The past year has been a down year for the chip industry overall, in which memory and leading-edge logic spending went into their worst downturn in years. Despite that, Applied still grew revenue 3%, and grew adjusted (non-GAAP) earnings per share by 5%. Applied also generated $7.6 billion in free cash flow, allowing for a rising dividend and ample share repurchases.
Following the stock’s drop after the Reuters story, Applied trades at just 18 times earnings following its post-earnings drop, and 16.2 times fee cash flow. That seems too cheap for a market leader benefiting from several AI-related inflections.
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Dell Technologies (NYSE: DELL) is another tech stalwart set to benefit from AI. You’re probably familiar with Dell as a maker of PCs, but it also has just as large of an enterprise server business. In fact, while Dell’s PC business is larger by revenue, its server and storage business generates more operating income — although the two segments are close to even.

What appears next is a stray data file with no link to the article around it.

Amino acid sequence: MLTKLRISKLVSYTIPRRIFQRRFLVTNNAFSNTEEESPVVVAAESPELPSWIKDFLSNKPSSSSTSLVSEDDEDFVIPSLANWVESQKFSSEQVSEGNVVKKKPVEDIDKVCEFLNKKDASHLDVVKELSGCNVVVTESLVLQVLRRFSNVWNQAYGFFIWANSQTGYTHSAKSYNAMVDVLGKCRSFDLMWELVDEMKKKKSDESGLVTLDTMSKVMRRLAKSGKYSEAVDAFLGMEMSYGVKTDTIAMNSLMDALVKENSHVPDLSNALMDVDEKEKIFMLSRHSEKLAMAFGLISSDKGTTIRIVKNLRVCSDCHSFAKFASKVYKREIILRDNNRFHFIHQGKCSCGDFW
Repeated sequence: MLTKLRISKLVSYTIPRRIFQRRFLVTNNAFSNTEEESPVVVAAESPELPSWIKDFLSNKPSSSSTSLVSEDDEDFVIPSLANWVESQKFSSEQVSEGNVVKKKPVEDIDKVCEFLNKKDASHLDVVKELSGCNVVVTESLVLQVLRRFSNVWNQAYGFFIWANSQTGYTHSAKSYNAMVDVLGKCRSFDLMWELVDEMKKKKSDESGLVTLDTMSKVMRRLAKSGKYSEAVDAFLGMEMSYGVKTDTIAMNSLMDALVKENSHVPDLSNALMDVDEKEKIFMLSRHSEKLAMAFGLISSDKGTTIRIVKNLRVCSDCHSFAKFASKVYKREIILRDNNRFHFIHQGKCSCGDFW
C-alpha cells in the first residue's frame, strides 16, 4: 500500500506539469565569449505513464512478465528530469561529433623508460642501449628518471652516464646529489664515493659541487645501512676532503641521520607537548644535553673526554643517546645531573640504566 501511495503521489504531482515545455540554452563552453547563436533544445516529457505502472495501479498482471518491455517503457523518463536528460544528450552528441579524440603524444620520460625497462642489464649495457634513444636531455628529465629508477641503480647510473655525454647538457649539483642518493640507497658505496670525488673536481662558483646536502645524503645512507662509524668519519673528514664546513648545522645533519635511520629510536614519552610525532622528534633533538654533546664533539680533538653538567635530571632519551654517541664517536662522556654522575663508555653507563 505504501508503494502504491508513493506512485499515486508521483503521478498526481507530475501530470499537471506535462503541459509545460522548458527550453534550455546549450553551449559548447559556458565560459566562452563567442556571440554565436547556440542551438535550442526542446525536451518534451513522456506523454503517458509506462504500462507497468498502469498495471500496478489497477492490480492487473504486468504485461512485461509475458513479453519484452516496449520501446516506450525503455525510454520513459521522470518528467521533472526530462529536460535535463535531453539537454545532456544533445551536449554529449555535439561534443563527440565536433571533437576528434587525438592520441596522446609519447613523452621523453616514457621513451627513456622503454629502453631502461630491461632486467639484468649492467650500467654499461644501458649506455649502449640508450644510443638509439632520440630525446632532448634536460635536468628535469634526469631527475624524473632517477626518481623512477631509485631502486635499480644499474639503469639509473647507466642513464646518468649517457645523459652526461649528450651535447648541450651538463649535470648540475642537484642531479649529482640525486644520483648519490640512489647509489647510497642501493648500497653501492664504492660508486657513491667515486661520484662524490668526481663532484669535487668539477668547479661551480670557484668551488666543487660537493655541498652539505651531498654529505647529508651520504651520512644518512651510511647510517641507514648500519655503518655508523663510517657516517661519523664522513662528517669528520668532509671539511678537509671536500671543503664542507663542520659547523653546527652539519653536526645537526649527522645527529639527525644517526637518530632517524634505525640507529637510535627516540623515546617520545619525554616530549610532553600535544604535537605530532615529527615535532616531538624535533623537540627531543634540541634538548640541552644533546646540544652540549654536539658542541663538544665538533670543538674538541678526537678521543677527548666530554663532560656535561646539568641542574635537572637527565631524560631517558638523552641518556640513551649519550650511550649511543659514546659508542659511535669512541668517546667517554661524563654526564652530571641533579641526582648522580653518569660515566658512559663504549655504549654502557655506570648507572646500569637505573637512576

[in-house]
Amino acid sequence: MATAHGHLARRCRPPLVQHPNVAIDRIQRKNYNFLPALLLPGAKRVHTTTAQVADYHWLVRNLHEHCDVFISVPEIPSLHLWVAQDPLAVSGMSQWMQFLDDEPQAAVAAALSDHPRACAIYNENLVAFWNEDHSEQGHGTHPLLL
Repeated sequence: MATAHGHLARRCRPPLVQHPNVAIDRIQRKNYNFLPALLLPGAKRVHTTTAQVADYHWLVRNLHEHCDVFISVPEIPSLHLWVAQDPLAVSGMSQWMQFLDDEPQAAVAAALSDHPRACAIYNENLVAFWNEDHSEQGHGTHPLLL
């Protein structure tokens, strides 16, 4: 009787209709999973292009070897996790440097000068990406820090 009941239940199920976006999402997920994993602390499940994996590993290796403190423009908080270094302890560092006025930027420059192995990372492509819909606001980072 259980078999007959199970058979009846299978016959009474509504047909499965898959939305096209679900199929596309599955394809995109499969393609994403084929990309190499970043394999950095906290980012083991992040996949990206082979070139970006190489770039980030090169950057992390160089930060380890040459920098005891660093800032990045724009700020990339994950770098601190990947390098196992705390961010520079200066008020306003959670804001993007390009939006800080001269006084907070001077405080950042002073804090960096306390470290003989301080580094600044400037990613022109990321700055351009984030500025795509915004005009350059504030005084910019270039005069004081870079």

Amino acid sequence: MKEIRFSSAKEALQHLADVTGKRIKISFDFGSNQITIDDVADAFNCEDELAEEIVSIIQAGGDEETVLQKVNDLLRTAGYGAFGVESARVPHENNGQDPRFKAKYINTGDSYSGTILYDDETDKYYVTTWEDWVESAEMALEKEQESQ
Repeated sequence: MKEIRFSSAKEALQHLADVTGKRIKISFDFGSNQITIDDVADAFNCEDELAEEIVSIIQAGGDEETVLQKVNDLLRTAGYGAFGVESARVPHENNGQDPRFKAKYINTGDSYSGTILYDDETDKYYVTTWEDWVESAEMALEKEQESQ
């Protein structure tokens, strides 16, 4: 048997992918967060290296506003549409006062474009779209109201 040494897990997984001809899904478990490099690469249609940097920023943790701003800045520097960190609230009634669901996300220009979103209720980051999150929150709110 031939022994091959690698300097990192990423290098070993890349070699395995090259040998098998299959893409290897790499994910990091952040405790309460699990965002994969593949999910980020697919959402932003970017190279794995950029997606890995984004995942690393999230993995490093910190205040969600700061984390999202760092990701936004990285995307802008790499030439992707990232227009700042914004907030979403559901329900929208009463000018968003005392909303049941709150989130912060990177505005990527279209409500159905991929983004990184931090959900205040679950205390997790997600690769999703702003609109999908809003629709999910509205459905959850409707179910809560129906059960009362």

Dell’s servers tend to be high-end machines that companies use in their on-premise data centers, and Dell is parlaying that premium status into new artificial intelligence products. Dell just recently partnered with AI chip leader Nvidia on the Dell Validated Design for Generative AI with Nvidia, which is an optimized hardware platform for inferencing. Inferencing is when an AI reacts to a query or stimulus with an answer based on trained models. Meanwhile, management recently noted that its AI-optimized PowerEdge generative AI servers have been Dell’s fastest-ramping product in its history.
The server market is coming off of a down year as the post-pandemic decline in cloud and enterprise spending caused Dell’s server and storage revenues to decline by 11%. However, Dell’s server and storage revenue increased 11% relative to the prior quarter, suggesting the industry is bottoming out and coming out of its slump. And there are signs of a PC recovery too, with PC revenue down 16% year over year but up 8% sequentially.
With a 2% dividend and trading at just 11 times next year’s earnings estimates, Dell is another low-priced stock for tech investors.
Kulicke & Soffa